What is fatigue?
Fatigue is a feeling or sensation of tiredness, weariness, exhaustion, weakness or low energy that occurs during or after routine activities. Fatigue can also be a feeling of inadequate energy to begin such activities. Fatigue is a symptom of a wide variety of mild to serious diseases, disorders and conditions including infection, inflammation, trauma, malignancy, chronic diseases, autoimmune diseases, and mental illnesses.
Fatigue can occur in any age group or population, but it is particularly common in the elderly and in people with chronic diseases. Depending on the cause, the sensation of fatigue can last briefly and disappear quickly, such as after exertion or a single night of insomnia. Fatigue can also be chronic and ongoing over a longer period of time, such as with fatigue due to chronic fatigue syndrome, depression, or heart failure.
Fatigue can be a symptom of a serious or life-threatening condition. If you experience fatigue that is not alleviated with good sleep habits and adequate nutrition, seek prompt medical care and talk to your medical professional about your symptoms. If you, or someone you know, is experiencing fatigue with chest pain, difficulty breathing, dizziness, or a change in consciousness or alertness, seek immediate medical care (call 911).
What other symptoms might occur with fatigue?
Fatigue may occur with other symptoms that vary depending on the underlying disease, disorder or condition. For example, fatigue caused by hypothyroidism may be associated with dry, brittle hair, hair loss, unusual weight gain, and possibly goiter (neck swelling due to enlargement of the thyroid gland). Fatigue associated with depression may occur with excessive crying, insomnia and apathy.
Symptoms that may occur with fatigue include:
Apathy (feeling indifferent to your surroundings)
Diarrhea or vomiting
Loss of appetite
Serious symptoms that might indicate a life-threatening condition
In some cases, fatigue can indicate a serious or life-threatening condition, such as acute heart failure or gastrointestinal bleeding, which should be immediately evaluated in an emergency setting. Seek immediate medical care (call 911) if you, or someone you are with, have any of these life-threatening symptoms:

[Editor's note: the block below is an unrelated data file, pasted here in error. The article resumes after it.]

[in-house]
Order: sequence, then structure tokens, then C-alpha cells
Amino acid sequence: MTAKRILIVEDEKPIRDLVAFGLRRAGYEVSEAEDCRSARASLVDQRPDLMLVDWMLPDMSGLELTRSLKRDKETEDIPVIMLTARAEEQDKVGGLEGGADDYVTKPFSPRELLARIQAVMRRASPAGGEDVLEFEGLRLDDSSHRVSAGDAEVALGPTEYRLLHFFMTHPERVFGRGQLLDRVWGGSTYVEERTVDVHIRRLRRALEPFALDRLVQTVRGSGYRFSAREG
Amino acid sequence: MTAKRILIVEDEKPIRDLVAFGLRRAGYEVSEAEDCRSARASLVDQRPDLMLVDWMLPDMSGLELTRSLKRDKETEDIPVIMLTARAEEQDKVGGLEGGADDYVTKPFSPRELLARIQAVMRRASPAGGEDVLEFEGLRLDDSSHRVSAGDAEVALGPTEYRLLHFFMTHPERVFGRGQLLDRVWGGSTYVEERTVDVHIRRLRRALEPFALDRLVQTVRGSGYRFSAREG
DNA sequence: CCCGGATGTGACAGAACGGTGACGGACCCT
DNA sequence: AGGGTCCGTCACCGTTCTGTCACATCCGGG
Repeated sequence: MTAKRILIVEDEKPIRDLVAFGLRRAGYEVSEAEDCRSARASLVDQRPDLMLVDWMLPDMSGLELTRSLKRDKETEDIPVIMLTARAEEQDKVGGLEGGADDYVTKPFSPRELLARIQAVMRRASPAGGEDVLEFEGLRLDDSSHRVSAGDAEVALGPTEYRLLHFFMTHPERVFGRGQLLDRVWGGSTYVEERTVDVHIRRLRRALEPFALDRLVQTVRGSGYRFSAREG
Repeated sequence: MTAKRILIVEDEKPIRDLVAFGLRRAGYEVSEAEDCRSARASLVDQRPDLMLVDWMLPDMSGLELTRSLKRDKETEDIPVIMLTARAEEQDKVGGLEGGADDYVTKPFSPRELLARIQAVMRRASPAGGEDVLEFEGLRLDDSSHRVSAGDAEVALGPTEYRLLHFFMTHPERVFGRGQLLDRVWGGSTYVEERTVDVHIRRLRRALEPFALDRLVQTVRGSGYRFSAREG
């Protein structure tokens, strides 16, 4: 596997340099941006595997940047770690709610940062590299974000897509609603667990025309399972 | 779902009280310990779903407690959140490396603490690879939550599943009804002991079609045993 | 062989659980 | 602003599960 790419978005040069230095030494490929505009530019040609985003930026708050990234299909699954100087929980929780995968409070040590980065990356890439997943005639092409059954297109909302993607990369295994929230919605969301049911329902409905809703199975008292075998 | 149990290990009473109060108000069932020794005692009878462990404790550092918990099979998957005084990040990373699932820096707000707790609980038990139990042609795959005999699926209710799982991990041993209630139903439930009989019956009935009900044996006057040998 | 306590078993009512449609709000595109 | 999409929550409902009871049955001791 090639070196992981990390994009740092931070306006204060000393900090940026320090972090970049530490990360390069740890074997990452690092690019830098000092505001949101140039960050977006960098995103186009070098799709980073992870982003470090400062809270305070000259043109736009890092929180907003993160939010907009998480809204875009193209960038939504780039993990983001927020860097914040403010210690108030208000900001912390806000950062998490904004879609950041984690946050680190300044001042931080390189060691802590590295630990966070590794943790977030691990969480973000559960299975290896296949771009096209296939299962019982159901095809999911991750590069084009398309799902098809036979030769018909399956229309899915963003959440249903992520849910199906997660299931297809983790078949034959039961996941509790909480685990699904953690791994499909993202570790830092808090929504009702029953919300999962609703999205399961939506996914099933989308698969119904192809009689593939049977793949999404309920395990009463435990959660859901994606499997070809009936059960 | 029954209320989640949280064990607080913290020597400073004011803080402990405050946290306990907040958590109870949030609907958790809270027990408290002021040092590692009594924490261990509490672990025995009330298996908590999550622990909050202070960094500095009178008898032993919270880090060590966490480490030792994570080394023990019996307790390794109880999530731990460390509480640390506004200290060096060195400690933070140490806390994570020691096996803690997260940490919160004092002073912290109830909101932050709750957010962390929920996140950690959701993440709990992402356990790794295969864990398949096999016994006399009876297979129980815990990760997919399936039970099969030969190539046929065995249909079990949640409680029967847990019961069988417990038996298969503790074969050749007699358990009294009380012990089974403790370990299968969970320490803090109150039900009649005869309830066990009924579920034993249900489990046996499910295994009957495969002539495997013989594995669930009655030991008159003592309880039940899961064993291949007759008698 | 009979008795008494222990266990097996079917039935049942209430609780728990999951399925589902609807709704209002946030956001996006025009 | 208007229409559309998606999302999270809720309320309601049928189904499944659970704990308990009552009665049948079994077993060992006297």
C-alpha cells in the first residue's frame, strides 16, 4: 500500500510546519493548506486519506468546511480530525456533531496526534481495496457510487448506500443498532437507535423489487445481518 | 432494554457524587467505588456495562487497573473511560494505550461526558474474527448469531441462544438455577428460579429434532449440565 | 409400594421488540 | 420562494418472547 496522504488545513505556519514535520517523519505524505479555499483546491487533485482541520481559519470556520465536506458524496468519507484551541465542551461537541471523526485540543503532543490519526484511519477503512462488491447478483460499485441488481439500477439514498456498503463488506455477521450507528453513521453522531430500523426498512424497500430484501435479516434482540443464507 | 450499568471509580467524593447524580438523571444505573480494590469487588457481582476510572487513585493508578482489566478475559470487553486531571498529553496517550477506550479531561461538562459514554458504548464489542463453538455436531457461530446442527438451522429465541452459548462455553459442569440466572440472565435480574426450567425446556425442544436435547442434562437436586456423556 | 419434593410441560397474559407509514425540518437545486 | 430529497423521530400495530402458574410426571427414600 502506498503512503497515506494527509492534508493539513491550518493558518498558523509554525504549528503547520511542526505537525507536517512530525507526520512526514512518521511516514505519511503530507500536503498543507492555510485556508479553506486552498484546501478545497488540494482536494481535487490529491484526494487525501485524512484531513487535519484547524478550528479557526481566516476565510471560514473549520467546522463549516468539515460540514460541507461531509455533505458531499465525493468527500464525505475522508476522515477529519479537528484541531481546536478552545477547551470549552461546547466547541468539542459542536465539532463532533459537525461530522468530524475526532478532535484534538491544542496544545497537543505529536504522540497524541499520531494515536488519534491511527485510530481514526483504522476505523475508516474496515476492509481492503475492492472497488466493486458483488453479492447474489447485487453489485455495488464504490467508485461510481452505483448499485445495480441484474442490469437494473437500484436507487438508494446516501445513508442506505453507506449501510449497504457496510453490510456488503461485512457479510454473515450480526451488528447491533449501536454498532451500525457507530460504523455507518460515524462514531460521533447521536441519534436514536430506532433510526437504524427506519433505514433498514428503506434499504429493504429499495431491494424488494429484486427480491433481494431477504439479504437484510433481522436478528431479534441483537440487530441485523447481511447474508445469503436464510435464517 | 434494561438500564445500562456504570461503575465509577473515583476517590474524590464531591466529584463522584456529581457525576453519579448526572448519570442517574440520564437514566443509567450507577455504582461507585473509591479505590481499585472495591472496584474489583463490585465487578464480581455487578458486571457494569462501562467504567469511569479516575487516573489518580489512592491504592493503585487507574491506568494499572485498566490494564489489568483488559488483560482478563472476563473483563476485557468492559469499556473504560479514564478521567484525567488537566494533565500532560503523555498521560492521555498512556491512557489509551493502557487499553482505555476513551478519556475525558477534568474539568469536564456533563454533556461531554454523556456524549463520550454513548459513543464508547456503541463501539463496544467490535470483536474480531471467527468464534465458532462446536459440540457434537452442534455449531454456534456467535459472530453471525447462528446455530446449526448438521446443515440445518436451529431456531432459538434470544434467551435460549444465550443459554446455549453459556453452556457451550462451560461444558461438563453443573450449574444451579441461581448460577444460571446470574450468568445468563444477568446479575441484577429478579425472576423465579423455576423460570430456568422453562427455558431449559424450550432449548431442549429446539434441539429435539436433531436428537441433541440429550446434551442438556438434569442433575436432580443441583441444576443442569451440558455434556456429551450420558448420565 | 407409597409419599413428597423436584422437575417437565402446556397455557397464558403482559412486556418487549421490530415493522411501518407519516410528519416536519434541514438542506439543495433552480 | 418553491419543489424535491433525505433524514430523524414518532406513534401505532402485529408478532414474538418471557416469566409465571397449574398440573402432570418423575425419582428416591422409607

Change in level of consciousness or alertness, such as passing out or unresponsiveness
Dizziness or lightheadedness
High fever (higher than 101 degrees Fahrenheit)
Not producing any urine
What causes fatigue?
Fatigue can be caused by a wide variety of diseases, disorders or conditions, such as anemia, low blood pressure (hypotension), chronic fatigue syndrome, and Addison's disease. Although fatigue can be due to relatively mild and temporary conditions, such as jet lag, fatigue can also be caused by serious or life-threatening conditions, such as organ failure or cancer.
Fatigue that lasts for more than six months, is not alleviated by rest, and is not due to a known mental or physical illness is defined as chronic fatigue syndrome (CFS). The cause of CFS is not known at this time.
Common causes of fatigue
Fatigue can be due to common conditions including:
Endocrine abnormality (thyroid, adrenal gland, etc.)
Hyperthyroidism (overactive thyroid gland) or hypothyroidism (underactive thyroid gland)
Sleep problems such as obstructive sleep apnea and insomnia
Other causes of fatigue
Fatigue can be due to a variety of other diseases, disorders and conditions including:
Addison’s disease (deceased production of hormones by the adrenal glands)
Chronic fatigue syndrome
Diabetes (chronic disease that affects your body’s ability to use sugar for energy)
Liver or kidney disease
Toxic environmental exposure
Medications that can cause fatigue
Always tell your doctor about any medications or supplements you are taking, including prescription and over-the-counter medications and herbal or alternative supplements. The following medications may be a possible cause of fatigue:
High blood pressure medications or diuretics
Sleeping medications, tranquilizers, sedatives, and anti-anxiety medications
Questions for diagnosing the cause of fatigue
To diagnose the underlying cause of fatigue, your doctor or licensed health care practitioner will ask you several questions related to your symptoms. You can best help your health care practitioner in diagnosing the underlying cause of fatigue by providing complete answers to these questions:
Describe the fatigue. Is it constant or intermittent? Is it mild, moderate or severe? Does it occur with or after certain activities or events, such as stress, exercise, or just before the menstrual period?
How long have you had fatigue?
What other symptoms do you have with fatigue?
What are the potential complications of fatigue?
Complications associated with fatigue can be progressive. It is important to visit your health care provider promptly when you experience unexplained fatigue. Once the underlying cause is diagnosed, following the treatment plan you and your health care provider design specifically for you can help reduce potential complications including:
Decreased overall quality of life
Inability to perform daily tasks and disability
Malnutrition from loss of appetite associated with fatigue
Poor quality of life